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Indigenous employment in Queensland’s resources sector

Indigenous employment in Queensland’s resources sector

Industry leaders have attended a forum to improve Indigenous employment.

Some of the state’s leading resources companies have meet over recent days to discuss how to engage more Indigenous businesses and workers in their supply chains, according to the Queensland Resources Council (QRC).

The Best Practice Forum on Procuring from Indigenous Businesses was organised through a memorandum of understanding (MoU) regarding the increase of Indigenous participation in the local resource and mining industries. The April 2 forum was attended by recruitment and procurement staff from a range of organisations, including coal seam gas companies, coal companies from the Bowen Basin and North West Queensland copper mining operations.

QRC signed the MoU alongside federal and state government representatives in September last year. This unique commitment to improving Indigenous employment is expected to last for another six months.

The MoU requires the governments and industry stakeholders ‘to work in partnership with each other … to create sustainable economic development and employment opportunities that will contribute to building strong and sustainable Indigenous families and communities in Queensland’.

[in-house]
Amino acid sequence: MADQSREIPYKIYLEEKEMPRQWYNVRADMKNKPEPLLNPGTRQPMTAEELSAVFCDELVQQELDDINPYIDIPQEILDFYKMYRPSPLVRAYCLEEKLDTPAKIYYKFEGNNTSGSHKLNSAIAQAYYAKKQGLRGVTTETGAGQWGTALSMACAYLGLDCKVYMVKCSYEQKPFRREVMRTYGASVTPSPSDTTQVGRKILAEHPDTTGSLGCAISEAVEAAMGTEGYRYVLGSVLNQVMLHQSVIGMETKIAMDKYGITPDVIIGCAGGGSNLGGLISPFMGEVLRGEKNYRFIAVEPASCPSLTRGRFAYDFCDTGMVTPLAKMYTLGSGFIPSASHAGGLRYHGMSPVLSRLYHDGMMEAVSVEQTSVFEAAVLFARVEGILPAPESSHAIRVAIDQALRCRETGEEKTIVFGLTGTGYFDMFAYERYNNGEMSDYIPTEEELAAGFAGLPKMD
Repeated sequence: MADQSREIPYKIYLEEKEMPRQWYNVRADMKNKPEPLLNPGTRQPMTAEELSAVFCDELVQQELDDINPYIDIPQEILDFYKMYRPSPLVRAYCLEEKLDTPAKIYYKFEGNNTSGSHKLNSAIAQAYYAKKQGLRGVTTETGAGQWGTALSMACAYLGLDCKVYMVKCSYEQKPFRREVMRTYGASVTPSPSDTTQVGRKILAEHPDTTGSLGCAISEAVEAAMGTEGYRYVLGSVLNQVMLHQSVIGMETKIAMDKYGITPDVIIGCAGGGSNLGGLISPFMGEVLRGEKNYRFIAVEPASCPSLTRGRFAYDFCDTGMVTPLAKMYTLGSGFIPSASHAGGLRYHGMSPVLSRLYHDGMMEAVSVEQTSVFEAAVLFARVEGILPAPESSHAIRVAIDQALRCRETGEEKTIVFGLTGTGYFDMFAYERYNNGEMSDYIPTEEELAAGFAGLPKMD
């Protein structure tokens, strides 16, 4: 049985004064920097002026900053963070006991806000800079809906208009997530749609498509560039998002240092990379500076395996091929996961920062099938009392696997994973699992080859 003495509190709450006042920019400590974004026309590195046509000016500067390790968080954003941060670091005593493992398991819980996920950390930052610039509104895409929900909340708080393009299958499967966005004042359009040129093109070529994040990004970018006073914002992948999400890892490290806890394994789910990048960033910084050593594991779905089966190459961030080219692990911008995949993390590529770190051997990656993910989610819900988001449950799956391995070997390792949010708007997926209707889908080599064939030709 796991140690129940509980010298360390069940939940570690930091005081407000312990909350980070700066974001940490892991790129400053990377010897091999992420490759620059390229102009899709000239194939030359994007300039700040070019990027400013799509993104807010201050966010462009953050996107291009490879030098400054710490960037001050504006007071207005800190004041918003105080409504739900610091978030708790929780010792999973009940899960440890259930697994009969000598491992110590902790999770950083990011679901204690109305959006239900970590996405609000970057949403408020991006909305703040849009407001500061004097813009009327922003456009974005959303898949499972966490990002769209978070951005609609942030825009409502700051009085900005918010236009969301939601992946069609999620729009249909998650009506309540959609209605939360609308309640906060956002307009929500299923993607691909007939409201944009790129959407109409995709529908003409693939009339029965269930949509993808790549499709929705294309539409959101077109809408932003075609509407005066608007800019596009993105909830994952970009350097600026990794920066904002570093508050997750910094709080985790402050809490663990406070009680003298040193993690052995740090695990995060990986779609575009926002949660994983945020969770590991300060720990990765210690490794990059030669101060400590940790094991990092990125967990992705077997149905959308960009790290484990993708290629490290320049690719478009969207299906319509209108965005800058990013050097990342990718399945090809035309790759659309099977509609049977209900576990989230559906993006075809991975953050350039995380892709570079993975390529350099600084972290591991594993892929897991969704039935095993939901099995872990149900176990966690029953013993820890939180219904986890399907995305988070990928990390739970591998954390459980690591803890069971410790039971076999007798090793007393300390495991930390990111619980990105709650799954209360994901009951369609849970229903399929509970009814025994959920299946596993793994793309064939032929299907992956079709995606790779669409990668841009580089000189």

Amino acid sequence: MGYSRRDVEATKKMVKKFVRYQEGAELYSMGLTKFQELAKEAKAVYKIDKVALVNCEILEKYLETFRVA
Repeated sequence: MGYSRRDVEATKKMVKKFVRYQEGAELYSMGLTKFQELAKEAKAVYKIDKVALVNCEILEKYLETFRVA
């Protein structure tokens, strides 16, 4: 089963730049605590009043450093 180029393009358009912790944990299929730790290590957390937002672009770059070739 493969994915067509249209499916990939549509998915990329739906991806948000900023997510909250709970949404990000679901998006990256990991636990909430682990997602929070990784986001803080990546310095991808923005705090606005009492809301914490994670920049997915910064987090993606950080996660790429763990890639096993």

This includes offering education, training, employment and business development in Queensland’s resources sector. The April forum, while focused on Indigenous business, should help improve opportunities in each required field.

“By involving Indigenous businesses, the resources sector can contribute to more jobs and greater economic prosperity for indigenous Queenslanders, which helps to close the gap on indigenous disadvantage,” QRC Chief Executive Michael Roche said in an April 2 media statement.

The Australian government recently announced investment in Indigenous traineeships in Queensland, delivering on their MoU promise.

A new $4 million strategy was launched in February this year, designed to provide four years of improved training opportunities.

“Local employers and Indigenous organisations as well as industry will be involved in identifying the skills and employment needs as well as the geographic areas where they are needed,” Minister for Education, Training and Employment John-Paul Langbroek said of the strategy.

“Increased employment is fundamental to securing a better economic future for Indigenous people as a way to increasing community sustainability, supporting self-sufficiency and improving social cohesion.”

Other strategies initiated under the MoU include the North West Queensland Indigenous Resources Industry Initiative and Indigenous Participation in the Coal and Coal Seam Gas (CSG) Sectors plan.

These programs have been launched in an effort to create a culture of participation among Indigenous communities across Queensland. Benefits of the MoU are expected to last for generations, according to QRC.

By Leanne de Toerkenczy, Public Relations Coordinator

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